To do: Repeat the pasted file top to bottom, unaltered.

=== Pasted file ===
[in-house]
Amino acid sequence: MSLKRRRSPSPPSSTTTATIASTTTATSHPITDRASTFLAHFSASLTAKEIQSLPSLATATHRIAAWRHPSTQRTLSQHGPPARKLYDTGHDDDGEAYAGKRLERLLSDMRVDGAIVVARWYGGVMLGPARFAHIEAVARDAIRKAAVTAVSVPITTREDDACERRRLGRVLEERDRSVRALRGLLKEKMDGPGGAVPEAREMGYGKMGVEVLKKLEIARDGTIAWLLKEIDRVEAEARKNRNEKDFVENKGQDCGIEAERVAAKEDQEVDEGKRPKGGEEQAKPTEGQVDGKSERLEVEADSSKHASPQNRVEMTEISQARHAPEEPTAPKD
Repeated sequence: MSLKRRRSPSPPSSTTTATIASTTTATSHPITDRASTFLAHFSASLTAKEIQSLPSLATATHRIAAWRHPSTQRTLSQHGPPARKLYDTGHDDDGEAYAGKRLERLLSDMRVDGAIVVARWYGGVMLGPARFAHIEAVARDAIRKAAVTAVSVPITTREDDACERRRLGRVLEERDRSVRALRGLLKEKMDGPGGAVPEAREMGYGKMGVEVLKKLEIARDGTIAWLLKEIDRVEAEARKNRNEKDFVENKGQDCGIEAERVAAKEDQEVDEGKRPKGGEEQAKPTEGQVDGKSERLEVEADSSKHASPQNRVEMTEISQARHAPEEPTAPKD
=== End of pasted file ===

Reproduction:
[in-house]
Amino acid sequence: MSLKRRRSPSPPSSTTTATIASTTTATSHPITDRASTFLAHFSASLTAKEIQSLPSLATATHRIAAWRHPSTQRTLSQHGPPARKLYDTGHDDDGEAYAGKRLERLLSDMRVDGAIVVARWYGGVMLGPARFAHIEAVARDAIRKAAVTAVSVPITTREDDACERRRLGRVLEERDRSVRALRGLLKEKMDGPGGAVPEAREMGYGKMGVEVLKKLEIARDGTIAWLLKEIDRVEAEARKNRNEKDFVENKGQDCGIEAERVAAKEDQEVDEGKRPKGGEEQAKPTEGQVDGKSERLEVEADSSKHASPQNRVEMTEISQARHAPEEPTAPKD
Repeated sequence: MSLKRRRSPSPPSSTTTATIASTTTATSHPITDRASTFLAHFSASLTAKEIQSLPSLATATHRIAAWRHPSTQRTLSQHGPPARKLYDTGHDDDGEAYAGKRLERLLSDMRVDGAIVVARWYGGVMLGPARFAHIEAVARDAIRKAAVTAVSVPITTREDDACERRRLGRVLEERDRSVRALRGLLKEKMDGPGGAVPEAREMGYGKMGVEVLKKLEIARDGTIAWLLKEIDRVEAEARKNRNEKDFVENKGQDCGIEAERVAAKEDQEVDEGKRPKGGEEQAKPTEGQVDGKSERLEVEADSSKHASPQNRVEMTEISQARHAPEEPTAPKD